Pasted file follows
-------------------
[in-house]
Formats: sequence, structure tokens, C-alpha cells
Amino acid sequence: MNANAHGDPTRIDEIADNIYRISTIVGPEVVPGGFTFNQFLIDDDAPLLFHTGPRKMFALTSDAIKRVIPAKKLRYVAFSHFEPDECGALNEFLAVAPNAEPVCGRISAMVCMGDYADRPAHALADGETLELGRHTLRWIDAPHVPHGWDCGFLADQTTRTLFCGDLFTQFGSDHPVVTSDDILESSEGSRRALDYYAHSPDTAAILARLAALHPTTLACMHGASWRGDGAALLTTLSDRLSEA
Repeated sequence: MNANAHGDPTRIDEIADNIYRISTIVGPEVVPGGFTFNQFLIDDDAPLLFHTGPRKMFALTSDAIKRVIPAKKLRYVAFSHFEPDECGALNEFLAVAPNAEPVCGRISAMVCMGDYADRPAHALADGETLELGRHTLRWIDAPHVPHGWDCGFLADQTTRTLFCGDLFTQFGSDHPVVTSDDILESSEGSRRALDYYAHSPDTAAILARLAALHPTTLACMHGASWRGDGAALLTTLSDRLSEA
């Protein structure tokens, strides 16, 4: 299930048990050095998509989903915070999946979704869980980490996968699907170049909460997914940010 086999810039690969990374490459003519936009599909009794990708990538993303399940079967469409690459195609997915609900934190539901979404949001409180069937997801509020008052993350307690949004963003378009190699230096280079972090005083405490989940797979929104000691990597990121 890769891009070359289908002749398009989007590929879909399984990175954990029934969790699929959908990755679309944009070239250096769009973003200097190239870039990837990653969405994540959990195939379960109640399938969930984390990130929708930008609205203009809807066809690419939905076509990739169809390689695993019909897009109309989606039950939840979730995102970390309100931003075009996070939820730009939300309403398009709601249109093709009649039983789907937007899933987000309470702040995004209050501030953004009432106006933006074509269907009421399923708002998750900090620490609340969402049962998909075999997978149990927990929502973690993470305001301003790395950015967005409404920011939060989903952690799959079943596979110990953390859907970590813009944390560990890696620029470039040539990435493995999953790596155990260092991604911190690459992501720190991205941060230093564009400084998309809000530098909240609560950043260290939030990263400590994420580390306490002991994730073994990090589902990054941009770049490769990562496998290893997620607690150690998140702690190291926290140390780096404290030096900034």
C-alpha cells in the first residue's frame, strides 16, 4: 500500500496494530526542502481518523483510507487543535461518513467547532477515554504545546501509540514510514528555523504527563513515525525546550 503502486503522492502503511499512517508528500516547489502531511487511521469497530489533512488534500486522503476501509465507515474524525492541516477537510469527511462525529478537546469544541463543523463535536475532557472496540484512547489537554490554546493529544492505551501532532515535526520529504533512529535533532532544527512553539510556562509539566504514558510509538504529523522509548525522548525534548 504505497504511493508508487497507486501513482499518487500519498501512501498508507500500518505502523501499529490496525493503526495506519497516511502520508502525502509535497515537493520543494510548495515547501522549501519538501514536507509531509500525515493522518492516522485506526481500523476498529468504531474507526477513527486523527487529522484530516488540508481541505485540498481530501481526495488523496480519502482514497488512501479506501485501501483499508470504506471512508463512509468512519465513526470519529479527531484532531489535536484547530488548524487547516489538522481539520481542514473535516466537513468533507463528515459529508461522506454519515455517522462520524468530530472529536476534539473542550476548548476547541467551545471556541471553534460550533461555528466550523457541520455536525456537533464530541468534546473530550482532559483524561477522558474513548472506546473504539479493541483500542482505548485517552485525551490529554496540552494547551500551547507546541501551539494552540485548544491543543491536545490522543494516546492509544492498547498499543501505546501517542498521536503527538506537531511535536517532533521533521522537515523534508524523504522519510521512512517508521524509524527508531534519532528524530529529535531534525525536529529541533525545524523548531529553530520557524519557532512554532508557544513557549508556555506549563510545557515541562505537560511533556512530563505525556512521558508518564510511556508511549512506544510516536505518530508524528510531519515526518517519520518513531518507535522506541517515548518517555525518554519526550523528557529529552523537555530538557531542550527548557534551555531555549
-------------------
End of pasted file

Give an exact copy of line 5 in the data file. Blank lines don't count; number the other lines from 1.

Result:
């Protein structure tokens, strides 16, 4: 299930048990050095998509989903915070999946979704869980980490996968699907170049909460997914940010 086999810039690969990374490459003519936009599909009794990708990538993303399940079967469409690459195609997915609900934190539901979404949001409180069937997801509020008052993350307690949004963003378009190699230096280079972090005083405490989940797979929104000691990597990121 890769891009070359289908002749398009989007590929879909399984990175954990029934969790699929959908990755679309944009070239250096769009973003200097190239870039990837990653969405994540959990195939379960109640399938969930984390990130929708930008609205203009809807066809690419939905076509990739169809390689695993019909897009109309989606039950939840979730995102970390309100931003075009996070939820730009939300309403398009709601249109093709009649039983789907937007899933987000309470702040995004209050501030953004009432106006933006074509269907009421399923708002998750900090620490609340969402049962998909075999997978149990927990929502973690993470305001301003790395950015967005409404920011939060989903952690799959079943596979110990953390859907970590813009944390560990890696620029470039040539990435493995999953790596155990260092991604911190690459992501720190991205941060230093564009400084998309809000530098909240609560950043260290939030990263400590994420580390306490002991994730073994990090589902990054941009770049490769990562496998290893997620607690150690998140702690190291926290140390780096404290030096900034």